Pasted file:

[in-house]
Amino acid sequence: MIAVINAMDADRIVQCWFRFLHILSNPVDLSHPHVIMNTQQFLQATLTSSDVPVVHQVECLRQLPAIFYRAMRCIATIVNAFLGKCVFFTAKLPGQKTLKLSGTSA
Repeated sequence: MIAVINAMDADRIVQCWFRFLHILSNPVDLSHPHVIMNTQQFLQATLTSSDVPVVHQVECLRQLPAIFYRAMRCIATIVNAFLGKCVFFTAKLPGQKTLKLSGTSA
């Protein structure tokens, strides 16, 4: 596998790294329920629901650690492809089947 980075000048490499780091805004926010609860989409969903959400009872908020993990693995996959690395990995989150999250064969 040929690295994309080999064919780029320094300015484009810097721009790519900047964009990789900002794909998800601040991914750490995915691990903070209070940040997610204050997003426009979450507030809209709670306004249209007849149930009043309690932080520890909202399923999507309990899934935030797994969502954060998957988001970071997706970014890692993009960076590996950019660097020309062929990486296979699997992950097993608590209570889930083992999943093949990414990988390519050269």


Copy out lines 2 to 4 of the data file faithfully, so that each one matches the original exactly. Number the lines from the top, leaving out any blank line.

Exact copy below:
Amino acid sequence: MIAVINAMDADRIVQCWFRFLHILSNPVDLSHPHVIMNTQQFLQATLTSSDVPVVHQVECLRQLPAIFYRAMRCIATIVNAFLGKCVFFTAKLPGQKTLKLSGTSA
Repeated sequence: MIAVINAMDADRIVQCWFRFLHILSNPVDLSHPHVIMNTQQFLQATLTSSDVPVVHQVECLRQLPAIFYRAMRCIATIVNAFLGKCVFFTAKLPGQKTLKLSGTSA
């Protein structure tokens, strides 16, 4: 596998790294329920629901650690492809089947 980075000048490499780091805004926010609860989409969903959400009872908020993990693995996959690395990995989150999250064969 040929690295994309080999064919780029320094300015484009810097721009790519900047964009990789900002794909998800601040991914750490995915691990903070209070940040997610204050997003426009979450507030809209709670306004249209007849149930009043309690932080520890909202399923999507309990899934935030797994969502954060998957988001970071997706970014890692993009960076590996950019660097020309062929990486296979699997992950097993608590209570889930083992999943093949990414990988390519050269």